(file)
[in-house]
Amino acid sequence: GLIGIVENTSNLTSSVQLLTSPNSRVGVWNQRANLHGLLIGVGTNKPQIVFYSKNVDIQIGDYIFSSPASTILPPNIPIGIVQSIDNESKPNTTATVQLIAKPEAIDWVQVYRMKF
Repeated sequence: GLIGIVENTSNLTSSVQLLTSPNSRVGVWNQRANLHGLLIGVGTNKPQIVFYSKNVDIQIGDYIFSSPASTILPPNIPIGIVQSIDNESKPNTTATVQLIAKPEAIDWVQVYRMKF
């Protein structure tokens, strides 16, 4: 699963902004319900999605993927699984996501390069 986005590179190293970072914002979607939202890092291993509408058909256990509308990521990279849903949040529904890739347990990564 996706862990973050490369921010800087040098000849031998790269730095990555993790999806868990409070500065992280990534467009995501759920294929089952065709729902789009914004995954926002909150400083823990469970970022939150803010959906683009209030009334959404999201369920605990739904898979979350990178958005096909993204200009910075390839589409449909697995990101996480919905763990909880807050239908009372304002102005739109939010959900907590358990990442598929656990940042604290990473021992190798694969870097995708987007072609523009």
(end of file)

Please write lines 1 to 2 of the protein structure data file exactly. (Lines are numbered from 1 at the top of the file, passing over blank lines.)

[in-house]
Amino acid sequence: GLIGIVENTSNLTSSVQLLTSPNSRVGVWNQRANLHGLLIGVGTNKPQIVFYSKNVDIQIGDYIFSSPASTILPPNIPIGIVQSIDNESKPNTTATVQLIAKPEAIDWVQVYRMKF